You Don’t Say: Green Subsidies Have Generated German Energy Chaos
Germany’s new government will have to sort out the unholy mess that goes by the name of German energy policy. Quite simply, the state of affairs is unsustainable.
Edginess, not enthusiasm, coloured the response of German business leaders to Chancellor Angela Merkel’s commanding election victory. No sooner were the official results released than the heads of the biggest business federations called a news conference to publicise an appeal for energy and infrastructure policy initiatives. The speed of their action almost suggested that they doubted whether her next government would grasp the urgency of their plea.
One can see why. For the curious consequence of Ms Merkel’s triumph is that the only coalition partners available to her centre-right Christian Democrats occupy the left of Germany’s political spectrum. Given that she failed to construct coherent energy and infrastructure policies during the four years that she ruled Germany with her favoured political partners, the pro-business Free Democrats, why should anyone expect a more convincing outcome if she governs with her adversaries?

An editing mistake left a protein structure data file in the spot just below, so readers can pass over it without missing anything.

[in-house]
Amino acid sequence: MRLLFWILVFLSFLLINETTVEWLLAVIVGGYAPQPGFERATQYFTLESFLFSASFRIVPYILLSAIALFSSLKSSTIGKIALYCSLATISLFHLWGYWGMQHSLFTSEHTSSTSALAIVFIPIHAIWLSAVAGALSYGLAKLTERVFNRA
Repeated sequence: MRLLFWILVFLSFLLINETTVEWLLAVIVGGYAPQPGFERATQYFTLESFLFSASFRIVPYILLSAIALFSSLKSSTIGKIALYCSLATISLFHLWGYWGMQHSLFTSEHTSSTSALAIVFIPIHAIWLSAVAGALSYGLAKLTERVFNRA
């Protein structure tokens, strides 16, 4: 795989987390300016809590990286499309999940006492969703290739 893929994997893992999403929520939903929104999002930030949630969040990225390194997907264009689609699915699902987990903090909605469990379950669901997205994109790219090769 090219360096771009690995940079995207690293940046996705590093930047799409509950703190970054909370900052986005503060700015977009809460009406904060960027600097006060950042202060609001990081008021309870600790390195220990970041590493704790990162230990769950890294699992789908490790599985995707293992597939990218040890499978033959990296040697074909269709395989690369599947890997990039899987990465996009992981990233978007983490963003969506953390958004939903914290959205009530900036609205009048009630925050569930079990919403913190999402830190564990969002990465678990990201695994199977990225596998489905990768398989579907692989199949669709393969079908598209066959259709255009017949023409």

Yet there are reasonable grounds to think the next government, whatever its make-up, will try to put matters right by spending more on infrastructure and by sorting out the unholy mess that goes by the name of German energy policy. Quite simply, the state of affairs on both fronts is unsustainable. No event better captured the long years of under-investment than the temporary closure in March of the Kiel Canal, a vital artery of trade, because two locks were in a state of disrepair. [...]
For German business, it will be even more important to devise and implement a thorough reform of energy policy, which has been in chaos since Ms Merkel, reacting with uncharacteristic abruptness to the Fukushima disaster in 2011, ruled that Germany must abandon nuclear power and rely on a mix of other energy sources. In particular, renewables are to supply 80 per cent of electricity needs by 2050. While some companies have benefited from huge investment in renewable energy, most industrialists are still furious at the lack of forethought behind this decision: Mr Grillo, speaking at a BDI conference in June, denounced Ms Merkel’s government for “pulling the plug on German industry”. [...]
What German business wants from the next government are policies that help rather than hinder competitiveness. The top priority must be to reduce the subsidy-driven distortions of the energy market.